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Occupy London 2011
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Menwith Hill Oct 16 2011

Toft Quarry and Sculpture Park, Portland, Dorset

Hinckley Point Nuclear Power Protest Oct 2011: Blockade at the Power Station

Hinckley Point Nuclear Power Protest Oct 2011: Bridgwater March & Rally

Hinckley Point Nuclear Power Protest Oct 2011: Nether Stowey Camp

DSEi Arms Dealers Dinner Bike Ride and Protest

The wonderful brilliant Garden Community Cafe, Cundy Road, London Docklands

DSEi Bike Ride to Arms Fair at Excel 2011

DSEi Musical Protest 2011

Pre-DSEi Action against Arms Selling seminar at Royal Bank of Scotland

Moreton Corbet's ruined Elizabethan Mansion

Peace News Summer Camp 2011

Sheffield

Menwith Hill, Independence FROM America Day, July 4th 2011

Earby, A Parish Map in Song, Poems and Illustrations

East Lancs CND at Burnley May Day Festival and Chernobyl vigils 2011

SELRAP Trackbed walks, April 9th 2011

SELRAP Convention, Skipton, April 8th 2011

London March Against Cuts March 26th 2011

Cycle Tour of the South 2011

Glyn Abbey revisited 2011

Mothers March, London March 12th 2011 & Parliament Square Peace Camp

Manchester March and Rally Against Cuts,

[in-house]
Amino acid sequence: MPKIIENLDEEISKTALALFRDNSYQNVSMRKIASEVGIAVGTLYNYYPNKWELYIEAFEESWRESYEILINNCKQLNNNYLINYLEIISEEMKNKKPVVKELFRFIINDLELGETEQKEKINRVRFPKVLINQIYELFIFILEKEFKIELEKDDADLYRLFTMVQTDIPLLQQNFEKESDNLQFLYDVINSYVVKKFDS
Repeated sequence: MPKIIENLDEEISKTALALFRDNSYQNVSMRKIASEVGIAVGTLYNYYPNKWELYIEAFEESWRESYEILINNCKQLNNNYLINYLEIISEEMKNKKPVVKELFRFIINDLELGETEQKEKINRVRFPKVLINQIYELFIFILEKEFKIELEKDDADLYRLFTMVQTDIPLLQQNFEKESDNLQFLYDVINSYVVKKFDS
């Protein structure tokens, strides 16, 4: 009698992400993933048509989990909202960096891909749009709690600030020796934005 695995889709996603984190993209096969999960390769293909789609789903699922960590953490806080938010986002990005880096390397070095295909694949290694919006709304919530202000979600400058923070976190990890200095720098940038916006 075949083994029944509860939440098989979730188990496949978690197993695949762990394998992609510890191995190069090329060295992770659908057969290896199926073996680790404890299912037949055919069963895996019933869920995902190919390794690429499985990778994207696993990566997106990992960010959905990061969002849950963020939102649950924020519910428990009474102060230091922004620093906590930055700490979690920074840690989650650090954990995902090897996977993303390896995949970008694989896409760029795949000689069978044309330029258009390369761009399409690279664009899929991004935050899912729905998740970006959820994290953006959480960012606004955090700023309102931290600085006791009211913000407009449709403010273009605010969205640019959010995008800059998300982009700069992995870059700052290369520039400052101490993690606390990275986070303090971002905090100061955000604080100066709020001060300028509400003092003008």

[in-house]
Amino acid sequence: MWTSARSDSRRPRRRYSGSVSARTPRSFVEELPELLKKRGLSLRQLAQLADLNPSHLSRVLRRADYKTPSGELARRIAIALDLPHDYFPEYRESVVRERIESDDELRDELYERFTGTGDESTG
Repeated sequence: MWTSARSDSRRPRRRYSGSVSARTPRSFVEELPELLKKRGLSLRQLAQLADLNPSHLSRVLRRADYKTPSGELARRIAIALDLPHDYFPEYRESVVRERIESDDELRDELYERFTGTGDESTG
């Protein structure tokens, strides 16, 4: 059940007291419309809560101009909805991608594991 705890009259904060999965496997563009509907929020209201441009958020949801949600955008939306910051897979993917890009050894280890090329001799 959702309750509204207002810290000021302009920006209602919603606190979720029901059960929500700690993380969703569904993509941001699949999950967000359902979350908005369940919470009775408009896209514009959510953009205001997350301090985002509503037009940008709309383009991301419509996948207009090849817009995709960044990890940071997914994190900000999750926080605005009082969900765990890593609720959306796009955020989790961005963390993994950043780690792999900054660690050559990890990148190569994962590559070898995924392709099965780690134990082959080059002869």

5th February 2011


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more photos from my Scottish cycle tour

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Around Durness... and the John Lennon Garden

The Invisibles at Menwith Hill, Oct 2010

Thurso, the Flow Country and Tongue

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Sleeperzzz Independent Hostel, Rogart, Sutherland

Independence FROM America Day, Menwith Hill, July 4th 2010

The Highland Clearances

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Aldermaston Big Blockade Feb 15th 2010

My Education ...and some other ideas on the topic

Shut Down Heckler & Koch Demo Nottingham Jan 18th 2009

SELRAP Funding Conference, Skipton Nov 2009

East Lancs CND Troops Out demo, Accrington Oct 2009

Target Brimar Demo, Manchester, Oct 2009

Menwith Keep Space for Peace, Oct 2009

DSEi Protests 2009: Arms Dealers Dinner Party and some photos from inside DSEi

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Camp Ashraf Protest at the Foreign Office

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The wettest place in England

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Dancin' to the Stones